In addition, we are watching customer collections on receivables very carefully as clients take actions to preserve their own liquidity. Days sales outstanding on receivables was 94 days at the end of the first quarter this year compared with 97 days a year ago. I want to remind you that days sales outstanding typically increase in the first half of the year as we build receivables, and they normally liquidate into cash later in the year.

Our strong balance sheet has given us great flexibility to deploy capital for strategic investments. In late March, as we observed the dysfunction in the capital markets that was occurring at that time, we made a decision to draw down $210 million on our credit facility. Our liquidity is strong and this decision was made strictly as a precautionary measure to preserve our financial flexibility in the event further disruptions were encountered.

At the end of March, our cash position was $216.9 million. Net of the cash position, our debt outstanding was $166.1 million, which results in a net debt leverage as measured against our trailing 12-month EBITDA of 1.4x.

As Jerry outlined, we have taken a number of actions to manage expenditures and cash flows. In fact, with the actions taken to date, our cash position has improved by approximately $18 million from $216.9 million at the end of March to $234.5 million at the end of April. This is during a time when our normal seasonal pattern is to use cash.

This is very positive confirmation that our initial efforts are on track. But it remains very unclear what the ultimate impact may be. Like many others, we are actively modeling different scenarios and we have prepared contingency plans.

As a result of the high degree of uncertainty, as Jerry mentioned, we have withdrawn our guidance for the year. When business conditions are ready, we want to be well positioned to deploy capital for strategic investments and acquisitions, including the potential for further share repurchases.

Depending upon how the economy rebounds, longer term, we are navigating through this period of uncertainty in order to emerge in strong condition and be ready to achieve the same revenue growth, operating leverage and cash flow attributes that we have recorded over many years we see this.

So with these comments, I will conclude, and I'll turn it back over to Jerry.

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Jerome P. Grisko, CBIZ, Inc. - President, CEO & Director [5]

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Thank you, Ware. As you would expect, we have a comprehensive plan in place to bring our team members back into our offices and client sites in a measured and responsible manner. With offices around the country, we are closely tracking the state and local plans in each region and what is required to safely reopen our offices for team members, clients and visitors.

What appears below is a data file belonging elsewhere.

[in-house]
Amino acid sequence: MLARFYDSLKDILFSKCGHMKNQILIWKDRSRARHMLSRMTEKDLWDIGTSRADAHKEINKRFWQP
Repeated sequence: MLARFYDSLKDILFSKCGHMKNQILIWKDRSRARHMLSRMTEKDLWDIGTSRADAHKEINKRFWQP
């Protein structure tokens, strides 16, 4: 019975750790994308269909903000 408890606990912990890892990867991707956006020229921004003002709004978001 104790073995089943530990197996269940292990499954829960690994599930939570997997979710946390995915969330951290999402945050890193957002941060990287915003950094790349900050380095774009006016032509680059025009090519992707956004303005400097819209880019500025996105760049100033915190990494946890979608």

As stay-at-home and related efforts begin to expire or ease, we will be bringing our team back in 3 phases. In order to do this, we have numerous safety measures in place, including plans to maintain social discussing within our workplace, continued use of virtual meeting tools and enhanced protocols to protect our team members' health. As part of this process, we also plan to resume client-related travel and work at client sites in the near future.

While I'm confident that the actions we are taking now will ensure that we have a safe and healthy workplace, we have also learned a great deal over the past 2 months. Our team did a remarkable job in shifting to remote work arrangements and embracing new technology. This experience has illustrated what is possible with more people working remotely and how we can best support them in the future.

Overall, we will be taking these lessons learned to help accelerate our thinking on everything from future real estate needs, to recruiting for talent. I believe that what we've learned through the crisis will continue to shape our strategy through the recovery and beyond.

Finally, with regard to M&A, in addition to the 3 transactions that we closed in the first quarter, our M&A efforts were active right up until the onset of the pandemic. We began 2020 with a robust pipeline of potential acquisitions, including a number of larger deals, and we're making steady progress when the effects of the pandemic hit mid-March.

At that point, like most other firms, we made the decision to put a hold on closing any further transactions in the short term. We made that decision not only to conserve cash, but equally because we always strive to provide the teams that join us with the best possible onboarding experience, and we believe that, that would be nearly impossible to create in the current environment.

Waiting to close pending transactions will allow us to be much more thoughtful about the integration experience for the sellers and to devote the time, resources and attention necessary to ensure a successful transition.

We are also continuing to actively engage in conversations with prospective acquisition candidates and believe that new opportunities will emerge in the coming months as professional services firms better appreciate the advantages of being part of a large, well-capitalized and diverse organization like CBIZ that is better able to weather the storm and provide resources and solutions to clients that smaller organizations may not have the breadth or depth to provide.